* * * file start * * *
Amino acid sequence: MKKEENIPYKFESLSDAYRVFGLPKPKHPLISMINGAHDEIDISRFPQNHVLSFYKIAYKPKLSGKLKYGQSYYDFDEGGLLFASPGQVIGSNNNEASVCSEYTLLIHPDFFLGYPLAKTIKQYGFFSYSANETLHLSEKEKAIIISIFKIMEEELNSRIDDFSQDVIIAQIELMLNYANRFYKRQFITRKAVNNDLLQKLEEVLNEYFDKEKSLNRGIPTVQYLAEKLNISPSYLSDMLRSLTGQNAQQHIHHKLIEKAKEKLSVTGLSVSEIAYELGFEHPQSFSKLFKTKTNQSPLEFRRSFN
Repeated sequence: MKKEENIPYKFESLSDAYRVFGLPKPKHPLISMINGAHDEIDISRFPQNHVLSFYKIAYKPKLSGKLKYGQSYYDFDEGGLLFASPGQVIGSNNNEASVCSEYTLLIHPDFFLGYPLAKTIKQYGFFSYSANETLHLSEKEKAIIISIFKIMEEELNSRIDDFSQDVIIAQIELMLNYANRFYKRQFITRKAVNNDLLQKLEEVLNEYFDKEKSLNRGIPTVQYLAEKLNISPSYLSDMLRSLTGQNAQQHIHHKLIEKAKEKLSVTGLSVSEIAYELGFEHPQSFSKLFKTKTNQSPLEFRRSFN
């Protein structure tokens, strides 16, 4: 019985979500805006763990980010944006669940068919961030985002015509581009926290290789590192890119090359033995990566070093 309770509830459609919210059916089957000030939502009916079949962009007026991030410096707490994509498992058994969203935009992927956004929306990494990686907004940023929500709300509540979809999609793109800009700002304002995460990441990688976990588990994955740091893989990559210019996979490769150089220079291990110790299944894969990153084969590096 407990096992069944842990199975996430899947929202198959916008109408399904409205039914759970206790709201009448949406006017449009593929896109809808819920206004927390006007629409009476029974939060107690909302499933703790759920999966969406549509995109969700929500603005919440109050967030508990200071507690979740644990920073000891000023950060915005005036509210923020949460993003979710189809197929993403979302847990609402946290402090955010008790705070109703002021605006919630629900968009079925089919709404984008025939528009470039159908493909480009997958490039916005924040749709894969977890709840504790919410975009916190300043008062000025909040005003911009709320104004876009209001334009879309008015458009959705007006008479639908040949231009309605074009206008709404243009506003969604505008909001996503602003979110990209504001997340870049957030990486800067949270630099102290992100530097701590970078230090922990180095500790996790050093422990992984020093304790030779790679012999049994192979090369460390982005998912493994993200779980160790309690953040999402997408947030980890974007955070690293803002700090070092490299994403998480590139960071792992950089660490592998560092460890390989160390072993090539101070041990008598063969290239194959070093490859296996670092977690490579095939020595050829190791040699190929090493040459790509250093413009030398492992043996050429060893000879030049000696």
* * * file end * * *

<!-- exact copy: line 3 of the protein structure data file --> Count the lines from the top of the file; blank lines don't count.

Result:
């Protein structure tokens, strides 16, 4: 019985979500805006763990980010944006669940068919961030985002015509581009926290290789590192890119090359033995990566070093 309770509830459609919210059916089957000030939502009916079949962009007026991030410096707490994509498992058994969203935009992927956004929306990494990686907004940023929500709300509540979809999609793109800009700002304002995460990441990688976990588990994955740091893989990559210019996979490769150089220079291990110790299944894969990153084969590096 407990096992069944842990199975996430899947929202198959916008109408399904409205039914759970206790709201009448949406006017449009593929896109809808819920206004927390006007629409009476029974939060107690909302499933703790759920999966969406549509995109969700929500603005919440109050967030508990200071507690979740644990920073000891000023950060915005005036509210923020949460993003979710189809197929993403979302847990609402946290402090955010008790705070109703002021605006919630629900968009079925089919709404984008025939528009470039159908493909480009997958490039916005924040749709894969977890709840504790919410975009916190300043008062000025909040005003911009709320104004876009209001334009879309008015458009959705007006008479639908040949231009309605074009206008709404243009506003969604505008909001996503602003979110990209504001997340870049957030990486800067949270630099102290992100530097701590970078230090922990180095500790996790050093422990992984020093304790030779790679012999049994192979090369460390982005998912493994993200779980160790309690953040999402997408947030980890974007955070690293803002700090070092490299994403998480590139960071792992950089660490592998560092460890390989160390072993090539101070041990008598063969290239194959070093490859296996670092977690490579095939020595050829190791040699190929090493040459790509250093413009030398492992043996050429060893000879030049000696």